Guest Blogger: Allison M. Whelan*

So much of the political and legal debate about reproductive choice centers on abortion.  In doing so, these debates obscure so many other reproductive choices women must make.  And the choices are not easy—and the stakes are even greater in an era where any prenatal missteps might lead to aggressive state action, including criminal sanctions.  There are thorny situations that confront medicine and ethics.  For example, how should we think about families that choose to carry terminal fetuses to delivery only for the fetus to expire shortly after birth?  Should such pregnancies be terminated early given that doctors and even the intended parents know the fetus will not survive?  Where does the law stand on such issues?  What is morally permissible?

Thousands of women and families face lethal prenatal diagnoses and perinatal loss every year. In 2006, there were 25,972 reported fetal deaths at twenty weeks or later.  An additional 19,041 live-born infants died at less than twenty-eight days.  Birth defects such as congenital malformations and chromosomal abnormalities are the leading cause of fetal-infant deaths. Lethal anomalies (i.e., Trisomy 13; anencephaly; hypoplastic left heart syndrome) are a subset of birth defects characterized by a radically shortened lifespan. In 2005, there were 6,925 fetal and infant deaths attributable to lethal anomalies in the U.S.

Advancements in prenatal diagnosis coinciding with improved access to legal abortions create medical options for patients, but also spur challenging ethical questions.  For example, therapeutic abortions have become the “management of choice” for many women whose fetuses experience a “lethal condition”.  However, termination may not be the preferred choice for all women and families.  The concept of perinatal hospice fills this void and offers women valid options after a terminal fetal diagnosis. Although the concept is still relatively novel and unknown in much of the health profession and lay population, the development of perinatal hospice programs is growing.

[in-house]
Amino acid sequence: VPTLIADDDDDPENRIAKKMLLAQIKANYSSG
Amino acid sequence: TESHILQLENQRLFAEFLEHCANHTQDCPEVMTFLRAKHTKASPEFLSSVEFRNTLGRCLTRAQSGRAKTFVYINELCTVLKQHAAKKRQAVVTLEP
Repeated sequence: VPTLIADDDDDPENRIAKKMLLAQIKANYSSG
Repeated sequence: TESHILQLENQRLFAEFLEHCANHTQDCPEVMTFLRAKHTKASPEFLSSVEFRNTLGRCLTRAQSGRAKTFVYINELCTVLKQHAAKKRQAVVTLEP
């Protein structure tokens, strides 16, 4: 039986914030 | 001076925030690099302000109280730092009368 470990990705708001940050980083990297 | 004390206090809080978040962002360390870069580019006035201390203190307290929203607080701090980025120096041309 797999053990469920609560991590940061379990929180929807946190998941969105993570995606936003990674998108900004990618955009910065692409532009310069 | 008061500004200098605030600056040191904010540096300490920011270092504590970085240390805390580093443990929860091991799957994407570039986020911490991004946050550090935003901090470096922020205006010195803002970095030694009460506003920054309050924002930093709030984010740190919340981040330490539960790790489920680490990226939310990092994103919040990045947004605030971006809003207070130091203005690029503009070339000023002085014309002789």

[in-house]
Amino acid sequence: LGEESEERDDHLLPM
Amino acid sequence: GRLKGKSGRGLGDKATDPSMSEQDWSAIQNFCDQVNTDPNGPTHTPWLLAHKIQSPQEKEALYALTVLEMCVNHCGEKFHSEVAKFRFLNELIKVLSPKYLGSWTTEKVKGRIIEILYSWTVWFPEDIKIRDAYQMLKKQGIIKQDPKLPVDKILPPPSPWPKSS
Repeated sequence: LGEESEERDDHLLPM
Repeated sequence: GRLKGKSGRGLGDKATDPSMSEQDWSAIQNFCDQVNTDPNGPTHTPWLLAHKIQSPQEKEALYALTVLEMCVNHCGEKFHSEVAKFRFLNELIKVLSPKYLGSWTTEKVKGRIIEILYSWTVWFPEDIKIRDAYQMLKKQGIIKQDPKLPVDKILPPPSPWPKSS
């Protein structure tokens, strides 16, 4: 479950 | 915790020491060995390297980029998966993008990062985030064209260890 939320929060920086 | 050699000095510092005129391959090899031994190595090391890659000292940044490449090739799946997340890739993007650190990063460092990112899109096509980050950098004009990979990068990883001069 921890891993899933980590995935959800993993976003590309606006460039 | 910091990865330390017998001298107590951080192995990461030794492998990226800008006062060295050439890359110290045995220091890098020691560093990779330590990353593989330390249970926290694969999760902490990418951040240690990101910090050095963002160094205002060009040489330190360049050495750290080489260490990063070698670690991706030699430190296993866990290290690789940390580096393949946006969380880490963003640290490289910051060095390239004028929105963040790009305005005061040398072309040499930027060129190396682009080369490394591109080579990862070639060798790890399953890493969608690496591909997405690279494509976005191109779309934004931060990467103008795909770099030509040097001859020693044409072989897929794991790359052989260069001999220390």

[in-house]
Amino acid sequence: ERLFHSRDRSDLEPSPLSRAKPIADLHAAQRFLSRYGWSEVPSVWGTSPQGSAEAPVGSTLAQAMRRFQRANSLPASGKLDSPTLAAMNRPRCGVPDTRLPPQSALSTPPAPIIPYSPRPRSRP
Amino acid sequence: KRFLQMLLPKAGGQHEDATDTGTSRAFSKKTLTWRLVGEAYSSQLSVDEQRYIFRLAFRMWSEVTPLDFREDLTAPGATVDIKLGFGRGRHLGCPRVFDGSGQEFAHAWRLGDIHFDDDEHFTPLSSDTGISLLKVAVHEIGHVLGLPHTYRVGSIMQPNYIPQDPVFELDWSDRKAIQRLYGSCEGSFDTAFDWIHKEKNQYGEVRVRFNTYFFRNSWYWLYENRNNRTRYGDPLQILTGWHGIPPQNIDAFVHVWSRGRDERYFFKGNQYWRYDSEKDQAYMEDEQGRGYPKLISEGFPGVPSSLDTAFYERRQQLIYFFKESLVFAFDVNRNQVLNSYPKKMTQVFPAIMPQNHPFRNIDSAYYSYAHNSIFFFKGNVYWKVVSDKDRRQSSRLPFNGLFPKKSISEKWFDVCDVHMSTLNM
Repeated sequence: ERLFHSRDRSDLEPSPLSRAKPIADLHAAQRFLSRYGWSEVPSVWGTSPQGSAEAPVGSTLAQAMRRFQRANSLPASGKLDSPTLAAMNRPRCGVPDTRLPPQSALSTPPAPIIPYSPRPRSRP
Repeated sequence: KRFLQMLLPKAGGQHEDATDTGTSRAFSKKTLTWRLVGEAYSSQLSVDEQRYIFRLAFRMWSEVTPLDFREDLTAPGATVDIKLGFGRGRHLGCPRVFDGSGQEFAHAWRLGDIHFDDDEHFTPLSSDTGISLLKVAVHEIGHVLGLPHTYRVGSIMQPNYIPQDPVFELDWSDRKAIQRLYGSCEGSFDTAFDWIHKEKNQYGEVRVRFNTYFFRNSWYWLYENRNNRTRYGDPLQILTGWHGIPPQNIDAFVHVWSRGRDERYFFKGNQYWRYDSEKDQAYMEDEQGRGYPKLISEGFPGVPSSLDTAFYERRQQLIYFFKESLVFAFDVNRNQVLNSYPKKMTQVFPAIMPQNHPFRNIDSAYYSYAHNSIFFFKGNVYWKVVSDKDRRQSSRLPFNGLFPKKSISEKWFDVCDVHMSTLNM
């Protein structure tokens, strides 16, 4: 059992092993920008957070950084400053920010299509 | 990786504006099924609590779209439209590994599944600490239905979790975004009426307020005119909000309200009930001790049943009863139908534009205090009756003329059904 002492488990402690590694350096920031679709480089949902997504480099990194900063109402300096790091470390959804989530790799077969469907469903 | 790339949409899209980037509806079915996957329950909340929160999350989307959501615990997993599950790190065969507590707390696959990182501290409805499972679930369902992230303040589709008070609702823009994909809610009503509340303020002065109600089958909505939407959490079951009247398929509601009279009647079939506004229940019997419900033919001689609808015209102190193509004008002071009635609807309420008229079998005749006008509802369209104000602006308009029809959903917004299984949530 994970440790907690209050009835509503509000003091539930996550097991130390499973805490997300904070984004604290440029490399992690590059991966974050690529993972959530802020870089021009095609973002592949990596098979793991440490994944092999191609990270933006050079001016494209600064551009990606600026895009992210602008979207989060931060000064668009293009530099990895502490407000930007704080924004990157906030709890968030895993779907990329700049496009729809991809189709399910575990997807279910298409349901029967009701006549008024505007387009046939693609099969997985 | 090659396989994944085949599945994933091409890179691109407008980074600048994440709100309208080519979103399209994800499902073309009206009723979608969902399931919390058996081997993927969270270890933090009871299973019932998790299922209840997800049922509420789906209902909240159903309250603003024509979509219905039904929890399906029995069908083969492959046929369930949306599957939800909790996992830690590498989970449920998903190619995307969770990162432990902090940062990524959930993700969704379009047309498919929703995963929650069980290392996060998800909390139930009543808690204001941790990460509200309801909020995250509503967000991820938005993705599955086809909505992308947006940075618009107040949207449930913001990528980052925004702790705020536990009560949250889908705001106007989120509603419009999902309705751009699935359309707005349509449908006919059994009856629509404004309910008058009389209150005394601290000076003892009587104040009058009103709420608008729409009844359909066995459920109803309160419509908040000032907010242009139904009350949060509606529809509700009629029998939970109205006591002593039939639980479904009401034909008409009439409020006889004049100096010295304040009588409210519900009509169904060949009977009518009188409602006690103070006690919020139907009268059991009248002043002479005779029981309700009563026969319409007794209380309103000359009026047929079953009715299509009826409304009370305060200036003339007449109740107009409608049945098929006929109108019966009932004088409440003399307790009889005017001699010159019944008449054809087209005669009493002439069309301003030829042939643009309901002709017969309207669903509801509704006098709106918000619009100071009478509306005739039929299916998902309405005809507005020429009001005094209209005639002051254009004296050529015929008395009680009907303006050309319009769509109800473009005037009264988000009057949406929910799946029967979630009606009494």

Perinatal hospice is worth taking seriously.  For example, perinatal hospice programs are multidisciplinary and their services begin at the time of diagnosis (rather than death), in recognition of “anticipatory grief,” a term describing the grieving process that begins prior to death when a death is probable or imminent. Those who have used these services say that perinatal hospice provides a supportive environment for parents to grieve and appreciate any time they have with their infant.  Further, they say It affirms their role as parents and acknowledges that their loss is “as real” as the loss of any other loved one.  Maybe perinatal hospice is a safe place where parents can “be parents.”  It’s worth thinking about.

*Allison Whelan is a graduate student, University of Minnesota School of Law and Center for Bioethics